With his signature wisdom, humor, and clarity, Katz relates the stories of the animals he lives with and finds remarkable kinships at every turn. Whether it is Rose’s brilliant and methodical herding ability, Mother the cat’s keen mousing instincts, or Izzy’s canine compassion toward hospice patients, Katz is mesmerized to see in them individual personas and sparks of self-awareness. He marvels, too, at the distinctions between the species--our desire to change and our ability to edit and censor ourselves, and their capacity to live in the now. And yet the differences never keep Katz from fully enjoying, loving, and cherishing his unusual cast of Bedlam Farm characters. Katz’s reflections on this eternal debate will resonate with anyone who loves dogs, cats, or other animals--and who wonders about the spirits that animate them and the deepening hold they have on our emotional lives.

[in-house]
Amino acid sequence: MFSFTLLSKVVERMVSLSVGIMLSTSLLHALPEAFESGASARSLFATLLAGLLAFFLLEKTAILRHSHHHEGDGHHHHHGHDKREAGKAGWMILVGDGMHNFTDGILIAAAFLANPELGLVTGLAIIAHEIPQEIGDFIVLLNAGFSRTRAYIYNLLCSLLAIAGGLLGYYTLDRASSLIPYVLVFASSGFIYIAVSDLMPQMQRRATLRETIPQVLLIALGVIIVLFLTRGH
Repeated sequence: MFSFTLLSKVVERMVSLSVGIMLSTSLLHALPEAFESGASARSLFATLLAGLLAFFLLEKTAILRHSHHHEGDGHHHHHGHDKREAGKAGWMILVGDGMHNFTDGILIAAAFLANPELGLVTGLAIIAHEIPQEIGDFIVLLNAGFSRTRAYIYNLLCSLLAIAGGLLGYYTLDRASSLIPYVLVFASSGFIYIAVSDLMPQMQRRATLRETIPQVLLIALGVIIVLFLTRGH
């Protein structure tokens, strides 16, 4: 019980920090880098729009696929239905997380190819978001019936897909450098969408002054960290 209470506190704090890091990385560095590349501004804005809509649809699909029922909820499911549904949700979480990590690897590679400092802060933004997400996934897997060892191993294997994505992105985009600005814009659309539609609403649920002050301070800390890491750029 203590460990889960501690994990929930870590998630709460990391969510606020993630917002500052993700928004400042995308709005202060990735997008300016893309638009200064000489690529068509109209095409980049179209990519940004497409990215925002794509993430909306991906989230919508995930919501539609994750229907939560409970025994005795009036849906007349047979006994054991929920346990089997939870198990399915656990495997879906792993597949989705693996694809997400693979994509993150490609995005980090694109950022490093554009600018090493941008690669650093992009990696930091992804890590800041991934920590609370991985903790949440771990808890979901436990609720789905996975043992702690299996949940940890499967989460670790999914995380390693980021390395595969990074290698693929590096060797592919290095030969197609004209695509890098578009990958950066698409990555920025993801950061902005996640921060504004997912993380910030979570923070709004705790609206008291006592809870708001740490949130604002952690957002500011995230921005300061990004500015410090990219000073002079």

"If no two dogs are alike," Katz says, "neither is there a universal relationship with them." Such an observation helps to shine a light on the powerful interspecies connection that is redefining the human-animal bond in our time.

A Look Inside Soul of a Dog

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--This text refers to an out of print or unavailable edition of this title.

Review

“A lyrical yet unsentimental memoir about the bond between people and animals.”
Chicago Tribune

More About the Author

Bedlam Farm in upstate New York is where I live, write and tend my animals - four dogs, two donkeys, two barn cats. The rambling old farmhouse was built in 1862; it's surrounded by pastures, streams and wooded hillsides, plus four barns and a milkhouse in various stages of disrepair.

I write books- memoirs, novels, short story collections, and beginning in 2011, children's books. I am also a photographer.